Title: PRIME GRADE
Genre: YA Speculative Fiction
Word Count: 81,000
Our leaders made a deal. Now it’s coming due. Sacrifice the many to save the few. Set in 2074, PRIME GRADE is an 81,000 word YA Speculative Fiction about the government’s Faustian bargain to save humanity through population reduction and a group of teenage rebels’ bid to save those slotted for death.
When sixteen-year-old Delle Jacobs gets a prime grade – the highest possible score – on her final examination, she’s earned a top placement with the government. She’s not surprised when a man comes to take her away – at least, not until he hides her in the Detroit slums and tells her she’s an addict.
The next morning, Delle starts to sweat, vomit and hallucinate. Emerging from her detox, she meets Oren, a young insurgent in the underground Garden Movement. The Gardeners, not the government, have taken Delle. Oren explains how the government injects opiates into the Food Cube, the country’s only food source, and the Gardeners are close to uncovering the government’s grand plan. In a hidden garden, Oren gives Delle her first taste of real food and convinces her to join the rebellion.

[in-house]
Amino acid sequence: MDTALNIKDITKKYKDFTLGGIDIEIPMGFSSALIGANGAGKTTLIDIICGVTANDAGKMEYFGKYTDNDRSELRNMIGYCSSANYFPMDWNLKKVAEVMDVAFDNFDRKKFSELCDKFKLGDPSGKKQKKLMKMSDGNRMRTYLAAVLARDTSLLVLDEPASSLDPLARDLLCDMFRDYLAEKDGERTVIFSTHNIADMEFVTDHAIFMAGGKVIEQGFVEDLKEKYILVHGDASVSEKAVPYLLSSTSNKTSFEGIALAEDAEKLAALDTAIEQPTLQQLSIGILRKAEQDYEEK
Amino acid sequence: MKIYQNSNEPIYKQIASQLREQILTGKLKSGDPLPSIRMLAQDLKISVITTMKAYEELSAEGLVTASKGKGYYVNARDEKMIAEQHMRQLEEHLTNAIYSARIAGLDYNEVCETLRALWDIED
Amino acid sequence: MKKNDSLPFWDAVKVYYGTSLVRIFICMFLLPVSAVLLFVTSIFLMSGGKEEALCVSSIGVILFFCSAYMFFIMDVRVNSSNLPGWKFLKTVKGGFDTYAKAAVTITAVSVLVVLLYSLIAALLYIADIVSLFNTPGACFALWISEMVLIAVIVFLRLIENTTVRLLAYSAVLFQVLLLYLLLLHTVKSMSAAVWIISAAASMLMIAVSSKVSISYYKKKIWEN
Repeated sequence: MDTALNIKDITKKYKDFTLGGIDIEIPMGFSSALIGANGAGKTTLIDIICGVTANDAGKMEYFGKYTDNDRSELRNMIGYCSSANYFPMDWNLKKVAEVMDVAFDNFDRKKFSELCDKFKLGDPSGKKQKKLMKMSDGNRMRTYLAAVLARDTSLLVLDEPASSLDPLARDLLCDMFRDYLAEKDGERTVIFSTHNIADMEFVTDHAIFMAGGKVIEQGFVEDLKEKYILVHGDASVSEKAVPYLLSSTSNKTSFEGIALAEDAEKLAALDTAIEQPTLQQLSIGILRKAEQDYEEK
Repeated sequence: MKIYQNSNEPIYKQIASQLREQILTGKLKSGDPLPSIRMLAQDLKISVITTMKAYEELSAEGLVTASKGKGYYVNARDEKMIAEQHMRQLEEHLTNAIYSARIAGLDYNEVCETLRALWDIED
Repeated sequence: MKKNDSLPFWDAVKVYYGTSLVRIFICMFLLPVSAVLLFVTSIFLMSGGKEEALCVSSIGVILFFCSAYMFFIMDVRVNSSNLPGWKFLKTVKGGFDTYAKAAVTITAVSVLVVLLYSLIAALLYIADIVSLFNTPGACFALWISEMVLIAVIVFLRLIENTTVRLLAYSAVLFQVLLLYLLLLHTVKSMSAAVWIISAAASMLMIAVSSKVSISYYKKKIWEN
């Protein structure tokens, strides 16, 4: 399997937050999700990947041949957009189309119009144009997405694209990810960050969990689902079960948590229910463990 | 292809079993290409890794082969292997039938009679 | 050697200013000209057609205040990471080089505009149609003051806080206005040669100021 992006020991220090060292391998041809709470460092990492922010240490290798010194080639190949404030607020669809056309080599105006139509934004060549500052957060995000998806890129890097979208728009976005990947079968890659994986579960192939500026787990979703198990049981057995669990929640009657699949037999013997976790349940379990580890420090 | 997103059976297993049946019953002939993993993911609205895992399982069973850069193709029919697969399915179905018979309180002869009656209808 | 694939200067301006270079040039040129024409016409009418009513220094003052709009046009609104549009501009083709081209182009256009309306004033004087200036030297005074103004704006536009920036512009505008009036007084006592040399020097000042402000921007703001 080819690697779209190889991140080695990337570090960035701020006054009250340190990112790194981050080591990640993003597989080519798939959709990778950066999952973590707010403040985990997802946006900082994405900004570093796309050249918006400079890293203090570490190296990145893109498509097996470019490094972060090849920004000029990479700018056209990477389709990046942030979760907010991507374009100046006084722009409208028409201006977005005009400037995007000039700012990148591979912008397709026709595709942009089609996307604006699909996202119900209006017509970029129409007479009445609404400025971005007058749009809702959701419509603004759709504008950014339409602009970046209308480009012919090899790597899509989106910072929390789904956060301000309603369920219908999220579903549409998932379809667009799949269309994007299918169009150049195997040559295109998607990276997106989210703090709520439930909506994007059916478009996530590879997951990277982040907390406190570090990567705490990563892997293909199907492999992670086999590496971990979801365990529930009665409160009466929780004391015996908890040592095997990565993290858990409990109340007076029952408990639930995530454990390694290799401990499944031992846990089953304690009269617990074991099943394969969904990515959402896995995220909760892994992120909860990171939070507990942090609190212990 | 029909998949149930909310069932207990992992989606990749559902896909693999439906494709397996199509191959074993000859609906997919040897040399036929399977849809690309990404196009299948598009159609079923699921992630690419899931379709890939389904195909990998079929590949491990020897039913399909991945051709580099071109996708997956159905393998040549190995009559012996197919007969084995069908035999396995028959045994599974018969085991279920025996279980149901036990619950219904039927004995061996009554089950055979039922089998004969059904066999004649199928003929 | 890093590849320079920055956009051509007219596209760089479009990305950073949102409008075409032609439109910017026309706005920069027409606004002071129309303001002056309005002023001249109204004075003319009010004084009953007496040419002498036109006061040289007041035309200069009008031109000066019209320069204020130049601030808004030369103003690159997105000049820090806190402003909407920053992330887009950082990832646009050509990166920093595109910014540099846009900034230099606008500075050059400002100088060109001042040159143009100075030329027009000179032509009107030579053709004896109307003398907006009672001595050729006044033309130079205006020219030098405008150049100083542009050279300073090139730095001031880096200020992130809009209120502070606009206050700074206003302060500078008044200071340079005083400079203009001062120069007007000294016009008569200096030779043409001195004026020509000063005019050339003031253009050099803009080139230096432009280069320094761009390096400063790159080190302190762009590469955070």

When they reach the Gardeners’ Boston base, Delle discovers why they need her, and it’s not for her prime grade. They have her father, a government scientist, and Delle’s the leverage they need to make him talk. Delle can’t dwell on Oren’s betrayal because her father’s secrets are all-consuming. He’s helped the government develop a mass-euthanizing device – the End Cube. One bite and you’re dead.
PRIME GRADE, a stand-alone story with series potential, would appeal to readers of Veronica Roth's Divergent series and Marie Lu's Legend. I graduated from the University of Michigan Law School, and I work as an attorney and human resources director in Boston.
As soon as I stepped behind the curtain, I fed the schematic through the grader. I rubbed my arms while I waited, gliding my fingers across the goose-bumps. Why do they keep it so cold in the Testing Center? At least I had something to do with my shaky hands.
I didn’t remember it taking so long at my other Examinations. Maybe Final Examination was different. No clue why. We’d been culled so many times you’d think all the computer had to do was look up my prior scores and spit out my grade.
A drop of sweat snaked its way down my forehead. Weird. I was sweating and freezing at the same time. The sweat burned when it got in my eye, but I didn’t blink. I kept my eyes fixed on the projection. It read “Processing.”
D.O.B.: JULY 28, 2058
FINAL GRADE: PRIME
Well, there it was. The same. But not the same. Because it was Final Grade. I knew I should feel something. Pride, excitement, glee. Primes were practically mythic – usually one per grade at most. Kids in the Metro grew up dreaming of a Prime grade and its elite Bureau placement. I’d dreamt of it. But for me, it was more of an expectation, a base line. What mattered came after. I guess I did feel something. Dread.
I was supposed to drag my finger across the “OK” bar hovering in the air. I didn’t think I could lift my arm.